Barriers and facilitators to end of life care for homeless veterans
Methods: Using a two phase sequential design we 1) surveyed VA homeless and EOL programs and 2) visited four cities with sizable homeless populations, where we conducted interviews, focus groups and key stakeholder conversations with veterans, multidisciplinary providers and program leadership at the community and VA system level.
Results: There are important structural and interpretive differences between homeless and EOL programs. Interviewees and focus group participants emphasized the following themes. (1) Housing for homeless veterans that relies on ‘clean and sober’ models or functional independence conflicts with the growing number of homeless veterans whose declining health prevents living alone or realistic plans to abstain. (2) Pain management in the setting of addiction and end of life care is very challenging. (3) Discontinuity of care between systems and limited after-hours access to health professionals restricts EOL care delivery. Potential policy changes, collaborations and programs to facilitate high quality EOL care to homeless veterans will be explored.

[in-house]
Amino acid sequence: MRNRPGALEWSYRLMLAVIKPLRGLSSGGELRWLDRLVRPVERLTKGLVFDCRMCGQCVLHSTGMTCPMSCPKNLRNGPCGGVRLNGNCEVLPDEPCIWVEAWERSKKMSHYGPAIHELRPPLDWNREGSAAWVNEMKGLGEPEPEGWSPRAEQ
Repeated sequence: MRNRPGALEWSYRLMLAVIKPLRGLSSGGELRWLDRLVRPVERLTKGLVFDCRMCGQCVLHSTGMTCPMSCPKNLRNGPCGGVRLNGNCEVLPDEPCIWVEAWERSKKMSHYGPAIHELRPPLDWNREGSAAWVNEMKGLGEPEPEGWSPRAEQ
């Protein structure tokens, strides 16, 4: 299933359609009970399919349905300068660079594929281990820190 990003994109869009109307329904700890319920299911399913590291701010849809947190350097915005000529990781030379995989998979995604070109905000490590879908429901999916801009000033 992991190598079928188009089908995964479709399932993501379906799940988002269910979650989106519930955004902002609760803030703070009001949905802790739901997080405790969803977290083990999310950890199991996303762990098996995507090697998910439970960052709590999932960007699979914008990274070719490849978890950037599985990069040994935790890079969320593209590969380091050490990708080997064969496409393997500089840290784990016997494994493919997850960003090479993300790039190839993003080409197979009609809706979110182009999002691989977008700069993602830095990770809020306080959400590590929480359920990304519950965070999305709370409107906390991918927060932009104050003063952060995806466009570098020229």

Learning Areas:Clinical medicine applied in public health
Public health or related public policy
Identify and discuss barriers to providing high quality EOL care to homeless veterans. Formulate potential system changes and collaborations to facilitate high quality EOL care for homeless veterans.
Keyword(s): End-of-Life Care, Veterans' Health
Qualified on the content I am responsible for because: I am a Co-Investigator for a VA HSR&D funded grant on end of life needs for homeless veterans. I have been a principal or co-principal investigator on multiple federally and non-federally funded grants related to substance use and chronic mental illness. One of my scientific interests has been to improve the care for homeless individuals.
Any relevant financial relationships? No
I agree to comply with the American Public Health Association Conflict of Interest and Commercial Support Guidelines, and to disclose to the participants any off-label or experimental uses of a commercial product or service discussed in my presentation.